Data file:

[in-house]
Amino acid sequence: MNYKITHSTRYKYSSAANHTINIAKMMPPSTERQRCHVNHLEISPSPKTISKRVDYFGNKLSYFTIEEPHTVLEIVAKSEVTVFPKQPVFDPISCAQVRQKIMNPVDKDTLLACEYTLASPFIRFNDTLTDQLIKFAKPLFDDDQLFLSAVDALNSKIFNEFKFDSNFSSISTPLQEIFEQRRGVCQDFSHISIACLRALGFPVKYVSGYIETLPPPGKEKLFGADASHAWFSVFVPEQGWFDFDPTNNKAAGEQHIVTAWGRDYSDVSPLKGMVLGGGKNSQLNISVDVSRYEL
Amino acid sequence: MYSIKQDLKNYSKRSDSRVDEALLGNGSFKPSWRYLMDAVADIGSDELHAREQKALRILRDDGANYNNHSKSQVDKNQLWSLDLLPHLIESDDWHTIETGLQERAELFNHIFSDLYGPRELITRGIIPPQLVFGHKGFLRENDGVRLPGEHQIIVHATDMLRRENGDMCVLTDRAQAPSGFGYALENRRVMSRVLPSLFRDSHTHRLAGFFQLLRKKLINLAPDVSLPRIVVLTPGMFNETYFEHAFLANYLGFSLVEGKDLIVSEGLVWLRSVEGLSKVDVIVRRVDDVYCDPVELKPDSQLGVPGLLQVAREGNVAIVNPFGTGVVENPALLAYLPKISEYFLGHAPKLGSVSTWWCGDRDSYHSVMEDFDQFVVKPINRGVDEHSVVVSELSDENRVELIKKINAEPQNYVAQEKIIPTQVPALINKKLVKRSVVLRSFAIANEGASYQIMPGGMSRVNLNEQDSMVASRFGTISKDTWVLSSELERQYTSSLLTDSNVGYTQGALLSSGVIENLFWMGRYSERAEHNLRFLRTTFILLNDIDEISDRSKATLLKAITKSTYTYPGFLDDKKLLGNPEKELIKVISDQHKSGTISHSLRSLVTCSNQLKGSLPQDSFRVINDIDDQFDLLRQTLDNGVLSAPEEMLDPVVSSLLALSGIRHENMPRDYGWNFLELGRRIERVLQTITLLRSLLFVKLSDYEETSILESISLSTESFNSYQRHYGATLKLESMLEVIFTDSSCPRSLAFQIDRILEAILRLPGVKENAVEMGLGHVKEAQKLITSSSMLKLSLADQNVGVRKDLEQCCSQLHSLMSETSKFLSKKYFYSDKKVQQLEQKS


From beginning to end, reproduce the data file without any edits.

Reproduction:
[in-house]
Amino acid sequence: MNYKITHSTRYKYSSAANHTINIAKMMPPSTERQRCHVNHLEISPSPKTISKRVDYFGNKLSYFTIEEPHTVLEIVAKSEVTVFPKQPVFDPISCAQVRQKIMNPVDKDTLLACEYTLASPFIRFNDTLTDQLIKFAKPLFDDDQLFLSAVDALNSKIFNEFKFDSNFSSISTPLQEIFEQRRGVCQDFSHISIACLRALGFPVKYVSGYIETLPPPGKEKLFGADASHAWFSVFVPEQGWFDFDPTNNKAAGEQHIVTAWGRDYSDVSPLKGMVLGGGKNSQLNISVDVSRYEL
Amino acid sequence: MYSIKQDLKNYSKRSDSRVDEALLGNGSFKPSWRYLMDAVADIGSDELHAREQKALRILRDDGANYNNHSKSQVDKNQLWSLDLLPHLIESDDWHTIETGLQERAELFNHIFSDLYGPRELITRGIIPPQLVFGHKGFLRENDGVRLPGEHQIIVHATDMLRRENGDMCVLTDRAQAPSGFGYALENRRVMSRVLPSLFRDSHTHRLAGFFQLLRKKLINLAPDVSLPRIVVLTPGMFNETYFEHAFLANYLGFSLVEGKDLIVSEGLVWLRSVEGLSKVDVIVRRVDDVYCDPVELKPDSQLGVPGLLQVAREGNVAIVNPFGTGVVENPALLAYLPKISEYFLGHAPKLGSVSTWWCGDRDSYHSVMEDFDQFVVKPINRGVDEHSVVVSELSDENRVELIKKINAEPQNYVAQEKIIPTQVPALINKKLVKRSVVLRSFAIANEGASYQIMPGGMSRVNLNEQDSMVASRFGTISKDTWVLSSELERQYTSSLLTDSNVGYTQGALLSSGVIENLFWMGRYSERAEHNLRFLRTTFILLNDIDEISDRSKATLLKAITKSTYTYPGFLDDKKLLGNPEKELIKVISDQHKSGTISHSLRSLVTCSNQLKGSLPQDSFRVINDIDDQFDLLRQTLDNGVLSAPEEMLDPVVSSLLALSGIRHENMPRDYGWNFLELGRRIERVLQTITLLRSLLFVKLSDYEETSILESISLSTESFNSYQRHYGATLKLESMLEVIFTDSSCPRSLAFQIDRILEAILRLPGVKENAVEMGLGHVKEAQKLITSSSMLKLSLADQNVGVRKDLEQCCSQLHSLMSETSKFLSKKYFYSDKKVQQLEQKS